For some non-linear relationships, one can use similar techniques involving logarithms. For instance, if

or (4)

then taking logarithms (log denotes the logarithm to the base 10) of these equations yields,

and , (5)

linear relationships which can be treated as before.

Free Fall Distance vs. Time

Thermal Conductivity

time (sec)
distance (m)

time (min)
DT (deg.C)












Table 2

To illustrate these logarithmic techniques, consider the following sets of data. The first table is for free fall and the second table is for cooling due to thermal conductivity. If rectangular plots are made of these data the results clearly fall near reasonably smooth curves but the nature of these curves is not apparent by inspection. Use of logarithmic plots is much more informative.

Figure 6

In the case of exponential behavior, if the logarithm of the dependent variable is plotted against the independent variable a straight line results. The intercept determines the proportionality constant and the slope, .43/l (log e ~ .43), determines the decay constant. Since, in this plot, a logarithm is taken of only one of the variables (the dependent one) this is called a semi-log plot. Graph paper is available in which the y-axis is marked off with a logarithmic scale so that such a plot can be make directly without having to actually calculate any of the logarithms. On such paper, the value of l can be read off directly as .43 times the change of the independent variable required for the dependent variable to change by a decade. For Example,

. (6)

Figure 7

Making log-log plots of the example data reveals that the thermal conductivity data clearly is not a power law. However, the free fall data falls rather well on a straight line, indicating something very near a power law.

Observe that in one decade on the x-axis (say from 1 to 10) the line rises about two decades on the y-axis; so the slope is about two, representing a quadratic power law. Also for x = 1 the y value is 4.9, the proportionality constant. Thus, examination of the graph determines the relation between the variables to be


where g = 9.8 (the magnitude of the acceleration due to gravity in the units used).

Making a semi-log or a log-log plot is particularly useful in determining if, and the extent to which, the variables in a set of data are related exponentially or as a power. And the functional parameters of such relationships can be estimated from the graphs.

Figure 8

E. Other Types of Plots

There are other types of plots that are convenient when dealing with certain types of data.

For instance, when the independent variable is an angle it would be appropriate to plot the dependent variable versus an actual angle on a polar plot. An example of this would be the angular distribution of radiant intensity transmitted through a small aperture. Special polar graph paper is available for such purposes.

In addition, it may be useful to use axes with logarithmic scales even if producing a straight line (as in those cases considered above) is not an object. For instance, if a wide range values of a variable (several factors of ten) needs to be plotted this allows the small values to be displayed legibly rather than squashed up together near zero. Some physical phenomena (like the sensation of intensity in the human ear) are logarithmic in nature and so most naturally displayed with a logarithmic scale. Logarithmic scales also facilitate identifying features related by ratios since equal distances on a logarithmic scale represent the same factor.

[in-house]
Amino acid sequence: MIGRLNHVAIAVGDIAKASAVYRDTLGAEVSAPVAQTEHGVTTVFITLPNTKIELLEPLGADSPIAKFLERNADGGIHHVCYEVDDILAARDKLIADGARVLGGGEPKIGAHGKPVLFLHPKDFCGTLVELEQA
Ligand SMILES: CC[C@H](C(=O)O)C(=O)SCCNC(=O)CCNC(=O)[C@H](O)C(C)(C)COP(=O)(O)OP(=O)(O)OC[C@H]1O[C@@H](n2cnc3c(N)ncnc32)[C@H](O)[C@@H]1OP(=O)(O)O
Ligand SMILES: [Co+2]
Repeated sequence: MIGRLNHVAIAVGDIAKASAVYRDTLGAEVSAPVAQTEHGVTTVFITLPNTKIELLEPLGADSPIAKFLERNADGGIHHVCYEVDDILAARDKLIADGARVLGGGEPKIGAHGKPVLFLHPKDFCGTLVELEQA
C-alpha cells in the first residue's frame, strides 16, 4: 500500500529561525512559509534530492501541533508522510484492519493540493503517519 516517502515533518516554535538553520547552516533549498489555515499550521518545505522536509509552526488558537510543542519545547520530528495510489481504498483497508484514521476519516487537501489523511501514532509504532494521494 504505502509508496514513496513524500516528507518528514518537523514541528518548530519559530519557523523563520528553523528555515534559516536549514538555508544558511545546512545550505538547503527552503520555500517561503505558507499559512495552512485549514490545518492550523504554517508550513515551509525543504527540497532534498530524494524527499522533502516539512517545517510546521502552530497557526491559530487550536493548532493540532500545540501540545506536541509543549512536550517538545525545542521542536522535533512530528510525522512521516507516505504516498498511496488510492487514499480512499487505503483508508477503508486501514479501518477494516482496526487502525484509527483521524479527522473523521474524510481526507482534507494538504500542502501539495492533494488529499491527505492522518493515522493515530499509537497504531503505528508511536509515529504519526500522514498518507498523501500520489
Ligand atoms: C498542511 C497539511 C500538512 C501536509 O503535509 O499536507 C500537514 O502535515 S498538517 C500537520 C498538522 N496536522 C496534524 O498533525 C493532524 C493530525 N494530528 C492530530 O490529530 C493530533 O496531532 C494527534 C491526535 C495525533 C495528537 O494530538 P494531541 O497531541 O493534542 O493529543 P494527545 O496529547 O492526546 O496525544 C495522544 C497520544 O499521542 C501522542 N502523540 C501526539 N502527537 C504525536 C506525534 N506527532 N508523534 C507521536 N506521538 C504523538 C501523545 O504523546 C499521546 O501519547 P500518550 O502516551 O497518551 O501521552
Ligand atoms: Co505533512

F. Least Squares Fitting

Drawing a smooth curve or a straight line on a graph is a useful but rather subjective procedure. These kinds of estimates can be made in a more precise and systematic way by what is called the method of least squares.

Only the case investigating the extent of a linear dependence between y and x will be considered here. That is, a function of the form


which fits a set of data will be sought. (This same sort of process may be used, as above, for exponential and power law behavior by taking logarithms.) The problem consists of finding the slope m and intercept c,

Figure 9

which best fits given data. If there are n pairs of measurements,

the object is to obtain the "best" fit so that,

as closely as possible.

To do this the idea is to form some measure of how closely a line fits the data and find the values of the slope and intercept which optimize this measure. The sum of the squares of the deviations,

, (9)

is a quantity which increases the further any of the data points lie from the line and gives more weight to points farther from the line. There is nothing profound or magic about the use of this quantity; it is merely a plausible, but ad hoc, measure of the fit. The line whose values of m and c minimize the above quantity is a plausible one to use as a best fit. This is the method of least squares.

The quantity S(M, c) will be a minimum when both partial derivatives vanish,

and (10)

These two equations can be rewritten as a pair of linear equations for the parameters of the fit, m and c,

and . (11)

Thus, the best straight line goes through the point where

. (12)

In terms of these quantities we can solve for the parameters of the fit,

. (13)

There are many pocket calculators which can calculate the necessary sums automatically. And there are many computer programs available with facilities for doing least squares fitting.

Send comments, questions and/or suggestions via email to wolfs@nsrl.rochester.edu.
u}%Pilot's Folder%Pilot's Folder b8PP @ <IYch4h*x WYx~&.Zy$,Xw"*Vu 5 < t  N  a I 'u YtjcS/VfE/{]+a7lk5 k CDO&t[ HIM 5 > D !!f!!!""c"~""#-#y#####$*$.$7$$$% c% %Z%u%~%%&&-&b&f&u&&&&''('M'Z'd''''(( ((:(\(b(l((((() ))>)])g))))** *3*R*\*~****++'+F+P+r+++++,,;,E,g,,,,,--0-:-\-----..%./.Q.}.....//$/F/r///c///000;0g0000011101\1}1111122%2Q2r2|2222233>3P3[334@4445556D667*7x788]88899O9[::":-:x:;;;d;;<>o? ?$?.?3?g?h?s??@+@y@AA'AqAB BXBcBBC=CCCCCCDJDDDE:EEEFFcFFGGRGmGGHHGHPHHI IXIIIJJOJJK9KKKL8LBLrLLLMMMM]MMMN)N-N3N|NNNNOGOnOrOP P.P2P7PPPP$ K OP&M+1|<GO N "#DPP P)% /BP*+,-. !""((()34389~HH@Xe(HH @'X=/`B@H -:StyleWriter TimesOOOE